Brette Naucke – The Back of the Garden (Unifactor Tapes, 2018)


It’s been incredibly cold lately, but the threat of Spring is growing. The mornings have been bright and crisp, the Sun beginning to gain a little more ground in the sky with each passing day; if it wasn’t for the absence of heat and the continuing greyness of the plant world, I would have said we were there already.

The change often feels most noticeable on one’s own doorstep, the careful arrangement of our gardens slowly returning to a livelier state of being and underscoring the seasonal evolution the entire hemisphere faces. These are quiet and personal spaces, away from the busyness of the outside world, microcosms of selected species purposed for our own personal satisfaction. “A Bronze Entrance” slips us into our sacred space at the dawning, yet still weak, light of Spring. Watery and somewhat discordant at first its axis still feels out of alignment as it tips into twinkling serenity, its little world sparkling into life as tiny beats roll off the millions of dewdrops and sheening frost, new leaves and shoots glowing under a strengthening Sun.

More obvious signs of life emerge in the buzzing, humming static floatations of “Solarium Bee Sting” as it fills with quiet and distant tones, synth notes dripping like honey out of the woozy indistinctness. It remains aloof, the strange life of these busy, furry workers lost except for their brief appearances touching every open bud in relaxed co-dependence.

It finds itself sandwiched within the appropriate “Flora Counterpoint” suite, cute little pieces filled with Spring excitation in their rolling xylophonic tones. The former┬áhas a more retro pastiche about it, its zipping energy carefully outlined in methodical analogue synth arpeggiations as the various flowers burst forth in almost clockwork autonomy, matched to some subconscious climactic clock.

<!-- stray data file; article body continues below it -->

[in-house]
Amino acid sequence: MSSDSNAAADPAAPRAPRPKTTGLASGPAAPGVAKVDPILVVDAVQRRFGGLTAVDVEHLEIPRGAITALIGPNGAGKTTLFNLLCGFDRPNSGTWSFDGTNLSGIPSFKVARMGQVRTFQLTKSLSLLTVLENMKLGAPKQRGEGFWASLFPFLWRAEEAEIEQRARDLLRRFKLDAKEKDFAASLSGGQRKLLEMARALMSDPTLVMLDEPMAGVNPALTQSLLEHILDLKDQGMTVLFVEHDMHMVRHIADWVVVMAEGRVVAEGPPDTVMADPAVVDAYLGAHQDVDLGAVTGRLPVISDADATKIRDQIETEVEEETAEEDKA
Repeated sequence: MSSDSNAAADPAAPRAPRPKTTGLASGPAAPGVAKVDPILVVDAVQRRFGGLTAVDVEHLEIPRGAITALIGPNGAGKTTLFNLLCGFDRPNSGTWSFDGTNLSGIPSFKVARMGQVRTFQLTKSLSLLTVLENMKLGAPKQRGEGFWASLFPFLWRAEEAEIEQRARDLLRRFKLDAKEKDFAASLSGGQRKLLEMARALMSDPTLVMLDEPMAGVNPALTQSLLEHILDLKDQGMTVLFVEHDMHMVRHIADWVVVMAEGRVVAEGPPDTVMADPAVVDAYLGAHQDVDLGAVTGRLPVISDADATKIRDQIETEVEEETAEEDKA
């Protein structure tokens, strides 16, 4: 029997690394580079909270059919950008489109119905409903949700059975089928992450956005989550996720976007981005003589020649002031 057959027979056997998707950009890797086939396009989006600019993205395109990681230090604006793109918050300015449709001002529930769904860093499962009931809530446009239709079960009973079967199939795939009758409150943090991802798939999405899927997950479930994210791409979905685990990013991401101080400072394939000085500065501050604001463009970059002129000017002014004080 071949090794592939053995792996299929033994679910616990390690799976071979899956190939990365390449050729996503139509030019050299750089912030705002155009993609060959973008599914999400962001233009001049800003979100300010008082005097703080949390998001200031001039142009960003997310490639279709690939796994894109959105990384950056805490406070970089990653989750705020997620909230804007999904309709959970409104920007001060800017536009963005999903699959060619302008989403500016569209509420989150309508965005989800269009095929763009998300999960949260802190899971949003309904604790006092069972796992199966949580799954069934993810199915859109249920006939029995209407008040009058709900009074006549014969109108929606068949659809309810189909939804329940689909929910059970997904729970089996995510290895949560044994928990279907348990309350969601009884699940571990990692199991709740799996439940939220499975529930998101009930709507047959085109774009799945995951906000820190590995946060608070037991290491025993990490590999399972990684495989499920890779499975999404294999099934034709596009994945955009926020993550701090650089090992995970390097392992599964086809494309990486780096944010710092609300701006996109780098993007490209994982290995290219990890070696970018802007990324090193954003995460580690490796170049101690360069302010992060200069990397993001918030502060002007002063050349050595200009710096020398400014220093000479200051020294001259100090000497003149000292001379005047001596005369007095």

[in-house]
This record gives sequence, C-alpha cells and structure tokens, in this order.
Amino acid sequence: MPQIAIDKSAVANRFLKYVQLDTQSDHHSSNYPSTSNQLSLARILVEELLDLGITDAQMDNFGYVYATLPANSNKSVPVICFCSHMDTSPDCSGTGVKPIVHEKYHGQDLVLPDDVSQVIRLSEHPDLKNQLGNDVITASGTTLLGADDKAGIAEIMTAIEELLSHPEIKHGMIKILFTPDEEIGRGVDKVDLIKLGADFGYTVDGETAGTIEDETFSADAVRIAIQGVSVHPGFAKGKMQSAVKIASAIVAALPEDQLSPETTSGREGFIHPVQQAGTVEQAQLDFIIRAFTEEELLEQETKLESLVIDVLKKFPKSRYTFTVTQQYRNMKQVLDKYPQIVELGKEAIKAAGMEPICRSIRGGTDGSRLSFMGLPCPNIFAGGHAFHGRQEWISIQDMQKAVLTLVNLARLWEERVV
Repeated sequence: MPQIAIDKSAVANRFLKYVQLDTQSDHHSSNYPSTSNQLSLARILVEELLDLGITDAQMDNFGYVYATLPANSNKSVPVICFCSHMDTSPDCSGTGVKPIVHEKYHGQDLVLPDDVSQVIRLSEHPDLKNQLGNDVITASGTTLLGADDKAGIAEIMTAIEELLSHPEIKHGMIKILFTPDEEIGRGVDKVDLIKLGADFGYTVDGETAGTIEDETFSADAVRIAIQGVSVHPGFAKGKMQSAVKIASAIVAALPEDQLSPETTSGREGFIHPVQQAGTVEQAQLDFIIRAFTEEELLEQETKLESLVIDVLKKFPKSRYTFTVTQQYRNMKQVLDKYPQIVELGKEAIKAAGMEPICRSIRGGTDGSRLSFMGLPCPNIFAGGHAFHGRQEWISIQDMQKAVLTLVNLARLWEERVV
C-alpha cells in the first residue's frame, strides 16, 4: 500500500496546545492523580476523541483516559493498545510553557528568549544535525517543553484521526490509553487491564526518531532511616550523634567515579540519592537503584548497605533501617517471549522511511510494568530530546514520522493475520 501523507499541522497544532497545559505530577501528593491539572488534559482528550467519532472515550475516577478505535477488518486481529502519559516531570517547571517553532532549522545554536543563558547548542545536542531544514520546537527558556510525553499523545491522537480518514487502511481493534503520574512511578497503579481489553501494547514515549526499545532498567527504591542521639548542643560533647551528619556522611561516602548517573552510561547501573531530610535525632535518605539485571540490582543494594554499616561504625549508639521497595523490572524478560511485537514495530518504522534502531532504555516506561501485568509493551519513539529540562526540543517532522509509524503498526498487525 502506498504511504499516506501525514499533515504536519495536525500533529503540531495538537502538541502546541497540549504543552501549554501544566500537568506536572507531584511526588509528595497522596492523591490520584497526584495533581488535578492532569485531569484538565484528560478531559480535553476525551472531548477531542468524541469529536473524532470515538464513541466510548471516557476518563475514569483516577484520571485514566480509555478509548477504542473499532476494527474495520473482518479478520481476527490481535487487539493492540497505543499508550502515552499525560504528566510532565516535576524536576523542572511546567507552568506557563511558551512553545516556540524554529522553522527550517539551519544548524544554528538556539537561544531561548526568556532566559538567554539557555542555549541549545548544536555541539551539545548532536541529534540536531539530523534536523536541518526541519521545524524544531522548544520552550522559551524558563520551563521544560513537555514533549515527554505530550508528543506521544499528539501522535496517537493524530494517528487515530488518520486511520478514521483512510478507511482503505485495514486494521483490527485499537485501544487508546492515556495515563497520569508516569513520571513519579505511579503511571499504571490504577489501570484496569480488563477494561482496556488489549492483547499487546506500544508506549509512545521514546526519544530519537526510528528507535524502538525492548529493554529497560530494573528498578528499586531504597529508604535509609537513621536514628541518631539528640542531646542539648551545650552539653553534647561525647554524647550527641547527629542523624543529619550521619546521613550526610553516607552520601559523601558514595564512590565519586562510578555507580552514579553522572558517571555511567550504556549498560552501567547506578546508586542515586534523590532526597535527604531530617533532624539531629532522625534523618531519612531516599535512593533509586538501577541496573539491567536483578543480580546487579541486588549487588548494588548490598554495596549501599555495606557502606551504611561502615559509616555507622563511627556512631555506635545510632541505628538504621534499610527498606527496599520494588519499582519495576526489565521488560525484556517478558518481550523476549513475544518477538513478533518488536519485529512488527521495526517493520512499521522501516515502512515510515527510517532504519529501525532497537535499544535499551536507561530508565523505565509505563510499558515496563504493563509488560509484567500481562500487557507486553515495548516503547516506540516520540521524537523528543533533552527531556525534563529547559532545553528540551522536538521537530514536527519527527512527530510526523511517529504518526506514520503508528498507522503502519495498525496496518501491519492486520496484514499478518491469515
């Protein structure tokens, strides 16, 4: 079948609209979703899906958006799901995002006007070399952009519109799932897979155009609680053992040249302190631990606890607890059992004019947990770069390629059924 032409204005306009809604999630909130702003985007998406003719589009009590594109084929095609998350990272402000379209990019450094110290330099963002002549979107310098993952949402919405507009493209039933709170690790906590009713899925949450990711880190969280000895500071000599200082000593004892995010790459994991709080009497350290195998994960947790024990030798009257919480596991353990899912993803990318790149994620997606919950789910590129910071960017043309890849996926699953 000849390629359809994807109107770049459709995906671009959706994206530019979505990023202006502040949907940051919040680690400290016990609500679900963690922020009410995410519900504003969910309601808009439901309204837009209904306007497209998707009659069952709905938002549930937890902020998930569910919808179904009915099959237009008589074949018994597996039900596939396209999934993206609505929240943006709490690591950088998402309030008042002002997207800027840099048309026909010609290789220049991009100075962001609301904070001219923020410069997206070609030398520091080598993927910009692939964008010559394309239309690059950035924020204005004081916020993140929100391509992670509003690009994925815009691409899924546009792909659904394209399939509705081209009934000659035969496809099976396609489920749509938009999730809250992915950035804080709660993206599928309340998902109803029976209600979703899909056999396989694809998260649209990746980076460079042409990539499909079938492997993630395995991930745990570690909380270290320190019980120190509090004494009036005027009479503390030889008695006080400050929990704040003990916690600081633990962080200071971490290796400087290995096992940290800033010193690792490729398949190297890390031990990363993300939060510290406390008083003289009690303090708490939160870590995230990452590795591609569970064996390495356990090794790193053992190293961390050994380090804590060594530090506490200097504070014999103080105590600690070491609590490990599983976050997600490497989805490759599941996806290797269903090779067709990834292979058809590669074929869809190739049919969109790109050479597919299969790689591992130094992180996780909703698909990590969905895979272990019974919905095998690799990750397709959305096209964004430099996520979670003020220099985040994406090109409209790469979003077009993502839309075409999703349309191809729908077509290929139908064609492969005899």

The latter has a deeper, more enigmatic vibe as its backfield fills with deepening drone meatiness, its outward activity slowed and less frenetic but still present in chirpy and flickering electronic tones. It feels more entrenched, more consistent and established; lush, but no longer rushed.

For the final two pieces we only tumble further into this feeling of comfortable establishment; beautiful “Daylight Savings” rises on a bed of idiosyncratic guitar pickings, swelling slowly as the days lengthen to climax in a shimmering cloud of crystalline miscellany. It’s jaunty and jovial, revelling in life. It’s balanced nicely by the restraint of the title track at the close, glowing drones breathing rich life through our humble little garden in long and slow pulsations. The period of refreshment is elongate, it almost feels like the colour will never return at Winter’s nadir, but as we journey back into the careful depths of our personal biosphere we’re enveloped in its restorative aura.